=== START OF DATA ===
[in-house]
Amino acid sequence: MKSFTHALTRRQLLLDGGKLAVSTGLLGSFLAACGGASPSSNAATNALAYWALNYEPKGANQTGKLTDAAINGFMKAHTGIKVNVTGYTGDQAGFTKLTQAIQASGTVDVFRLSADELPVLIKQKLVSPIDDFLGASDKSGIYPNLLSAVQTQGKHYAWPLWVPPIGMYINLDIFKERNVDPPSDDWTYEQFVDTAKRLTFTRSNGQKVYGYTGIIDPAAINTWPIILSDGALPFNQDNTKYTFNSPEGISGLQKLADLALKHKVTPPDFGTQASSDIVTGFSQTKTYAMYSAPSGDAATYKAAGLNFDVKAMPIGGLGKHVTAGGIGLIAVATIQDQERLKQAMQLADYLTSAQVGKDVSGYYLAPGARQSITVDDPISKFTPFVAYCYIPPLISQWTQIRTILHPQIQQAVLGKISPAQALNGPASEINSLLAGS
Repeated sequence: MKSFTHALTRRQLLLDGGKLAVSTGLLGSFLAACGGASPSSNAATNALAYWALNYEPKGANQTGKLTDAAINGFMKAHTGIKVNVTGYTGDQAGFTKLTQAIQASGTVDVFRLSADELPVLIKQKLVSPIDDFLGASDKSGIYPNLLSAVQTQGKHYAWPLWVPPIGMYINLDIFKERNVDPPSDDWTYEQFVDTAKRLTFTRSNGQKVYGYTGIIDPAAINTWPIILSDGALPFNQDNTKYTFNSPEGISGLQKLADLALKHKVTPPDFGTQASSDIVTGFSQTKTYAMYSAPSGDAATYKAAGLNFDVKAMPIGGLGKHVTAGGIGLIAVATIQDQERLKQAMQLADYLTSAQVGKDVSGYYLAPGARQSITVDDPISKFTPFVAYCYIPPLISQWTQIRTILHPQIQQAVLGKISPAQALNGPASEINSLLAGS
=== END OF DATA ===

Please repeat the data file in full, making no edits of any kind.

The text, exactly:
[in-house]
Amino acid sequence: MKSFTHALTRRQLLLDGGKLAVSTGLLGSFLAACGGASPSSNAATNALAYWALNYEPKGANQTGKLTDAAINGFMKAHTGIKVNVTGYTGDQAGFTKLTQAIQASGTVDVFRLSADELPVLIKQKLVSPIDDFLGASDKSGIYPNLLSAVQTQGKHYAWPLWVPPIGMYINLDIFKERNVDPPSDDWTYEQFVDTAKRLTFTRSNGQKVYGYTGIIDPAAINTWPIILSDGALPFNQDNTKYTFNSPEGISGLQKLADLALKHKVTPPDFGTQASSDIVTGFSQTKTYAMYSAPSGDAATYKAAGLNFDVKAMPIGGLGKHVTAGGIGLIAVATIQDQERLKQAMQLADYLTSAQVGKDVSGYYLAPGARQSITVDDPISKFTPFVAYCYIPPLISQWTQIRTILHPQIQQAVLGKISPAQALNGPASEINSLLAGS
Repeated sequence: MKSFTHALTRRQLLLDGGKLAVSTGLLGSFLAACGGASPSSNAATNALAYWALNYEPKGANQTGKLTDAAINGFMKAHTGIKVNVTGYTGDQAGFTKLTQAIQASGTVDVFRLSADELPVLIKQKLVSPIDDFLGASDKSGIYPNLLSAVQTQGKHYAWPLWVPPIGMYINLDIFKERNVDPPSDDWTYEQFVDTAKRLTFTRSNGQKVYGYTGIIDPAAINTWPIILSDGALPFNQDNTKYTFNSPEGISGLQKLADLALKHKVTPPDFGTQASSDIVTGFSQTKTYAMYSAPSGDAATYKAAGLNFDVKAMPIGGLGKHVTAGGIGLIAVATIQDQERLKQAMQLADYLTSAQVGKDVSGYYLAPGARQSITVDDPISKFTPFVAYCYIPPLISQWTQIRTILHPQIQQAVLGKISPAQALNGPASEINSLLAGS